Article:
1. ” The 10 most-popular authors in the KDP Select program saw their Kindle ebooks being borrowed an average of 4,117 times, if I’m reading Amazon’s statistics correctly. They’d reported that those authors earned $70,000 from the lending library — which has to be a cumulative total, meaning on average an extra $7,000 per author.”

    Excuse me, no offense directly intended towards you personally but this is rubbish. Amazon is spreading the good news that 4 or 5 authors made between $8,000 and $70,000 (or maybe it was $70,000 combined, which is not a lot of money). What about the AVERAGE author? How much is the AVERAGE author on the Select platform earning? Only ten people can be in the top ten so that has nothing to do with self published authors with books in Select (over 70,000 authors I hear).

    And also how can a person make more money giving stuff away for free than they can by charging money for it??? Not in this world. To me this is the same type of nonsense that was spread around about the 99 cent ebooks. People kept saying authors can make more money selling work for 99 cents than for $9.99, for example. Utterly silly (to me). And now they are suggesting that authors can EARN more money by giving things away for free. It’s just so silly and crazy.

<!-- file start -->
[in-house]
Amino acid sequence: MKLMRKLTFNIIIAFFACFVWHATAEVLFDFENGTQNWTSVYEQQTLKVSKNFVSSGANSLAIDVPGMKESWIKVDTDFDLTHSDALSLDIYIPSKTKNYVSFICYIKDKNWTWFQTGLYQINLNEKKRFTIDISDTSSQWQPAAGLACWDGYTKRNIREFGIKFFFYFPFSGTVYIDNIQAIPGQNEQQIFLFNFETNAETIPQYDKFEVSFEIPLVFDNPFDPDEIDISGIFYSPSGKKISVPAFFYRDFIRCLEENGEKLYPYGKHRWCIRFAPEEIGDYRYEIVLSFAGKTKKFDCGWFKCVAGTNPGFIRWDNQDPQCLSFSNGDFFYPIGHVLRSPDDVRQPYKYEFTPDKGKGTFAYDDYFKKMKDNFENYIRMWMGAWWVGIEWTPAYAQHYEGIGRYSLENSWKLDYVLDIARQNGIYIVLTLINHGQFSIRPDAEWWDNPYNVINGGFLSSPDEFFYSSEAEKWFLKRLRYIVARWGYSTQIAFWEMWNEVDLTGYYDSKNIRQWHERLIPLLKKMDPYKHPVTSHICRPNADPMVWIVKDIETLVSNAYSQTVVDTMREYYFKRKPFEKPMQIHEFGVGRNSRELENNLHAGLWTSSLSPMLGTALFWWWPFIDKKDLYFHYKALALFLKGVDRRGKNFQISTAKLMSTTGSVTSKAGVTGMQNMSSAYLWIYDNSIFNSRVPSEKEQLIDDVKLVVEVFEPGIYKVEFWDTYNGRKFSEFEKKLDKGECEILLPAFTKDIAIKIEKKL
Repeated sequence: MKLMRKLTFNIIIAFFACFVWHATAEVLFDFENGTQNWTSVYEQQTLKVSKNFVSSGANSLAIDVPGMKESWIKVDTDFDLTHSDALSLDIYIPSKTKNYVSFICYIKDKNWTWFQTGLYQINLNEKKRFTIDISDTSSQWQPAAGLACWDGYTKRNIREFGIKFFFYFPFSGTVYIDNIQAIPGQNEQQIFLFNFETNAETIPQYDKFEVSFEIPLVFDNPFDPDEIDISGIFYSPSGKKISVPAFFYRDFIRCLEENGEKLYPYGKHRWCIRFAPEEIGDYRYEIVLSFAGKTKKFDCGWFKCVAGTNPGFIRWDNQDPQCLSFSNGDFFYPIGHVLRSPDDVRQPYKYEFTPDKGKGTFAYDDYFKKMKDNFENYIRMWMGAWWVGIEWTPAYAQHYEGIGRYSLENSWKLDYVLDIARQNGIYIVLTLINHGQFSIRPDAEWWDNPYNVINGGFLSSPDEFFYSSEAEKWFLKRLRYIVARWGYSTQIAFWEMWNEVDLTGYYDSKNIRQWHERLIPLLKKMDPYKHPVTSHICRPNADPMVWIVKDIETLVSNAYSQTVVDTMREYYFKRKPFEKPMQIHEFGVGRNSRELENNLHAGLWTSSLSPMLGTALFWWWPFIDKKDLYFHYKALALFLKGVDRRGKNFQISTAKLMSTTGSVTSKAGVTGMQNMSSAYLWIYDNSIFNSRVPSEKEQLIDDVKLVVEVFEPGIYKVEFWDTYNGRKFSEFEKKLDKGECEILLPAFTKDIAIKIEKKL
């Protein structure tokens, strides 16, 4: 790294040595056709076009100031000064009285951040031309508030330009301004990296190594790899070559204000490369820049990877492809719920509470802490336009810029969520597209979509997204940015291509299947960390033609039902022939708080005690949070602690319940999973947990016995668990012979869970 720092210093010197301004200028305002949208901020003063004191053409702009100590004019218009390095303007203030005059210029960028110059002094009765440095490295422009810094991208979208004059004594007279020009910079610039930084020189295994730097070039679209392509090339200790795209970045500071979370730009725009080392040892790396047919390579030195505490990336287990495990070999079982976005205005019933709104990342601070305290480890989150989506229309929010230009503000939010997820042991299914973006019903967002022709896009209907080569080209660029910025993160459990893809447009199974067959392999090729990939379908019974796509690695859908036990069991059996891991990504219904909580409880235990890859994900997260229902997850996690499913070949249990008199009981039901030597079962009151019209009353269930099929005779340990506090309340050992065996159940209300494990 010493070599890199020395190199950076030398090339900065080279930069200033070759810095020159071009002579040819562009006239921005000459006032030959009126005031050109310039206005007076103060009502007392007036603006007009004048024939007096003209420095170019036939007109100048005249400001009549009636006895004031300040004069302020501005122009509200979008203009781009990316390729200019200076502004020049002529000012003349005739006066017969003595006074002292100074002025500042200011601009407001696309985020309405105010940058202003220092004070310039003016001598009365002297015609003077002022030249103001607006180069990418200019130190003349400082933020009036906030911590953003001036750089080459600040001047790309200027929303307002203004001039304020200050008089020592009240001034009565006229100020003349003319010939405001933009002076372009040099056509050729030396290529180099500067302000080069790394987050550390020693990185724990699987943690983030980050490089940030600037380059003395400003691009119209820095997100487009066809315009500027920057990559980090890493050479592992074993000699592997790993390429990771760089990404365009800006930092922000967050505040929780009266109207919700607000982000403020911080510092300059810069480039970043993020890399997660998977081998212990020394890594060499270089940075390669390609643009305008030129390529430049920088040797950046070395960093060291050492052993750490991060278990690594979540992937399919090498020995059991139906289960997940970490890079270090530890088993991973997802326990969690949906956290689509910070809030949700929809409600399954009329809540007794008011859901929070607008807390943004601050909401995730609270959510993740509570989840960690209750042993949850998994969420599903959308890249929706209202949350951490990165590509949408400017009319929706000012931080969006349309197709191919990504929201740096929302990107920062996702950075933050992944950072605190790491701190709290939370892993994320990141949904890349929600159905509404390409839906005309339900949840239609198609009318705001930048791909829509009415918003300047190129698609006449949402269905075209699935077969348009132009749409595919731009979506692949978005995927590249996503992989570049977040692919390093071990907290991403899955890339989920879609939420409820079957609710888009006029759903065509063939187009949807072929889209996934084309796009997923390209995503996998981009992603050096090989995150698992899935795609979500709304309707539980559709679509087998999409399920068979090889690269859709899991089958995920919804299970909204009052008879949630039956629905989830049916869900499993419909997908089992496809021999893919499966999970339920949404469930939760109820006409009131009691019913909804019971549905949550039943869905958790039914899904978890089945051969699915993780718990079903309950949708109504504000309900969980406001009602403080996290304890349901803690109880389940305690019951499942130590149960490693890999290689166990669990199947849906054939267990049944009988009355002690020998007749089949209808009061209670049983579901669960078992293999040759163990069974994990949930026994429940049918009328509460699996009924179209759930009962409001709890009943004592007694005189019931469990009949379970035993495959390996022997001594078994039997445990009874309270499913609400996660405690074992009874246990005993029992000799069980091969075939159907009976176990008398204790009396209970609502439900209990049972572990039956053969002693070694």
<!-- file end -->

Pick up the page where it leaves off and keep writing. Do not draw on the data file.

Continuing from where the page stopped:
And these so called top ten authors whose names Amazon seems to have pulled out of a hat? I’ve never heard of ANY of them. No John Locke? No Amanda Hocking? No Joe Konrath? No Victerine Lieske?? Those authors who were bestselling before are the names I expected to hear, but I think Amazon wanted to make it seem like any author had a chance to earn money so they left those names out.

    From the comments I’ve read all over, most of the Select authors are authors who had a hard time selling their work for 99 cents, so now they are giving their ebooks away. These particular authors will never be able to SELL their work. Free is the only option they have, and they have no place left to go as they already have their books on the bottom of the price scale.

    I have one question: Did Amazon pay you to run this story?